(ra is found from the anode characteristics graph at the bias point of the CCS (Va = 90V, Ia = 3mA). in this case it is roughly 20k)
r(css) = 20000 + (19 + 1) * 820
= 36.4k.
This is about twice as high as the value we would normally have used for the load on the cathode follower (see the section on the cathode follower for more theory), so its performance has been improved slightly but not impressively. We could have used a larger value for Rk1 to increase r(ccs), and set the grid bias on the CCS with a potential divider. You may also like to note that the circuit is very much like an SRPP, but we are feeding the upper grid rather than the lower.

A higher mu / higher ra triode would also have made a better CCS, and a pentode has a very high ra and would make an excellent CCS, giving values of r(ccs) typically in the order of several Meg-ohms! However, since the performance of a cathode follower is excellent anyway, the use of a CCS is more novelty than necessity. The performance of the long tailed pair on the other hand, can be improved massively with the use of a CCS tail.

Using a pentode as a constant current sink: In the diagram [right] 100V has been allowed across the pentode CCS and it is set to pass 2mA of constant current. Exactly the same design process applies to using a pentode as a CCS as for the triode previously, except that you must also choose and set the screen voltage. See the section on the small signal pentode for this. The load seen by the pentode CCS is very low; formed by the cathode resistor and cathode impedance of the 12AY7. The screen voltage can therefore be made the same as the anode voltage quite safely.
Additionally, because the load on the pentode is so low, we needn't worry about noise from the pentode or zeners being amplified significantly.
The ra of the pentode is so high compared to its cathode resistor that r(ccs) can be approximated as being equal to ra. In this case it is roughly 2Meg, so this circuit has the effect of using a 2Meg tail resistor on the long tailed pair, without the drawbacks! The performance of the long tailed pair becomes so perfect that its anode resistors can be made equal and excellent balance is ensured (see the sections on the long tailed pair for the rest of the circuit).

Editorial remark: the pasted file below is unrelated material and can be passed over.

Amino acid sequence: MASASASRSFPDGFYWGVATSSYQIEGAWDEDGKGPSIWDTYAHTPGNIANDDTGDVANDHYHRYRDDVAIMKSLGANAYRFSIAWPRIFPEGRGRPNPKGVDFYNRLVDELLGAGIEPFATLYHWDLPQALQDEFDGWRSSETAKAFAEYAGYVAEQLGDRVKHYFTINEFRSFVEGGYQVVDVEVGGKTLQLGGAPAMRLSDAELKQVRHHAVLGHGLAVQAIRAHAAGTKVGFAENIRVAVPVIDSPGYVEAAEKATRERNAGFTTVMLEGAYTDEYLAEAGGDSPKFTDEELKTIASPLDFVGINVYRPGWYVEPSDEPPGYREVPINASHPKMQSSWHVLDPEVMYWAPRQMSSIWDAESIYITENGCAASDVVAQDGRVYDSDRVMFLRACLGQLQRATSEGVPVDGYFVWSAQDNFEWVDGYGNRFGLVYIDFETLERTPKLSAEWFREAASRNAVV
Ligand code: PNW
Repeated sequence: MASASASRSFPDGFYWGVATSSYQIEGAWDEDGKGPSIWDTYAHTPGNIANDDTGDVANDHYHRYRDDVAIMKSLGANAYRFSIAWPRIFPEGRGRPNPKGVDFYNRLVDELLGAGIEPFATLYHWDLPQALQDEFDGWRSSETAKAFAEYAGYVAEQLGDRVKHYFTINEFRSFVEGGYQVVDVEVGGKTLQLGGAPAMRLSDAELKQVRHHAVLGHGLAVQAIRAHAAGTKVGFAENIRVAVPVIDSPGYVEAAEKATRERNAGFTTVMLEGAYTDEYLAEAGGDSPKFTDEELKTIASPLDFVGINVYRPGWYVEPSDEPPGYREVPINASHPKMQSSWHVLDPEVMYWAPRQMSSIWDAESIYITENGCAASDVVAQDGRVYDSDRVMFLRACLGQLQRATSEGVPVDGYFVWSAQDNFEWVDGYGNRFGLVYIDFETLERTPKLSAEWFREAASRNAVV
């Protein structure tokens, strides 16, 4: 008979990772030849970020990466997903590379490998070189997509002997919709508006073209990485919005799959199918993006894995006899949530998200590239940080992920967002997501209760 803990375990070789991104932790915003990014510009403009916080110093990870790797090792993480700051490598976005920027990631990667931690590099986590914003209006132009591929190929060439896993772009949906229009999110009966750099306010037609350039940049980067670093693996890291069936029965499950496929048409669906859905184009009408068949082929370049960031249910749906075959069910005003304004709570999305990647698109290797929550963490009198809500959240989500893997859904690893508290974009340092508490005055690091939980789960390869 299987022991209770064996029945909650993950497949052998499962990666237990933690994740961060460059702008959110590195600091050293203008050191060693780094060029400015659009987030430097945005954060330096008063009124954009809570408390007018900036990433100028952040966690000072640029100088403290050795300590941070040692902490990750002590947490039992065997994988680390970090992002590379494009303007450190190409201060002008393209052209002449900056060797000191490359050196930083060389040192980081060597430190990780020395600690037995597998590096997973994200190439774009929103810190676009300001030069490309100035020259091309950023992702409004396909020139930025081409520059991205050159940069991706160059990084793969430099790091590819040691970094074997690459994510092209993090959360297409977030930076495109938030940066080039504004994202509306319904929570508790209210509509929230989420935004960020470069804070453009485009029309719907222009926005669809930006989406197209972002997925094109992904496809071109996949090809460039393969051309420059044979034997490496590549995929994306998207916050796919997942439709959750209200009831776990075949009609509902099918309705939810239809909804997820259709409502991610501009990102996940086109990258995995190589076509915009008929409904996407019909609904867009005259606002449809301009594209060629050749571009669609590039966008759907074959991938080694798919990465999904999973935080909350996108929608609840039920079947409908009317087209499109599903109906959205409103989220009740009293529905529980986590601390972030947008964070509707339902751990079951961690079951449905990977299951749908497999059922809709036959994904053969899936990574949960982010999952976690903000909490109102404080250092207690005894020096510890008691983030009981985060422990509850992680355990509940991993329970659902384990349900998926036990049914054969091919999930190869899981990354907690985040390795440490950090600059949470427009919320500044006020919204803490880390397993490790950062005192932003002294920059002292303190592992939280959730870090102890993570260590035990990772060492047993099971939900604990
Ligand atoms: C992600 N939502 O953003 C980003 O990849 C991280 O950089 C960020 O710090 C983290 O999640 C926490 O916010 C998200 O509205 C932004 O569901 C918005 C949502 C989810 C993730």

Transistor constant current sink: There are many possible CCS circuits using transistors, many of which become quite extensive. The one provided here is the simplest, requiring one NPN transistor and a minimum of components.
The red LED sets the base voltage at about 1.6V so the transistor is always 'on'. Rb is simply the current limiting resistor for the LED. Since it has to drop most of the HT at a few milliamps, it will usually need to be rated at 2W or more, unless there is a convenient, small positive supply voltage available. Alternatively, the base voltage could be acquired from the cathode of an LED biased gain stage.
The base-emitter drop is about 0.6V, therefore the voltage across the emitter resistor (Re) must be at 1.6 - 0.6 = 1V. The emitter resistor sets the current since there must be 1V across it, use Ohm's law to find its value. For a constant current of 1mA:
1 / 0.001 = 1k
Note, this circuit may not work if Re is less than about 400 ohms because Vbe increases with current. If you need to sink more than about 2mA it is better to raise the base voltage by using an LED with a higher forward voltage, or zener diode.

The AC impedance obtained will be roughly equal to:
r(ccs) = Re * (2 * hfe) + 1 / hoe
Re = the emitter resistor
hfe = rated current gain (the "2" comes from the fact that hfe tends to be about double its normal value when Ibe is less than about 10mA)
hoe = ac impedance of the transistor
But hoe is typically very small indeed, then to a close approximation;
r(ccs) = Re * (2 * hfe)

The diagram below illustrates how this CCS might be employed in the tail of a long tailed pair. Q1 may be any transistor, the higher the gain the better (the author used a ZTX615 with an hfe=170), and R1 should be sized to supply a couple of milliamps to the diodes. This particular circuit was tested and gave output signals that were less than 5% unbalanced, since it is equivalent to using an ordinary tail resistor of well over 100k!

If used with a cathode follower, large signal voltages will be developed across the transistor so it will need to have a high Vce(max) rating, unless most of the load resistance is placed abode the transistor. Possible options are the MPSA42 (0.6W) useful for constant currents less than about 2mA, and the MJE340 (20W) that can handle just about anything. Both are rated at Vce(max) = 300V.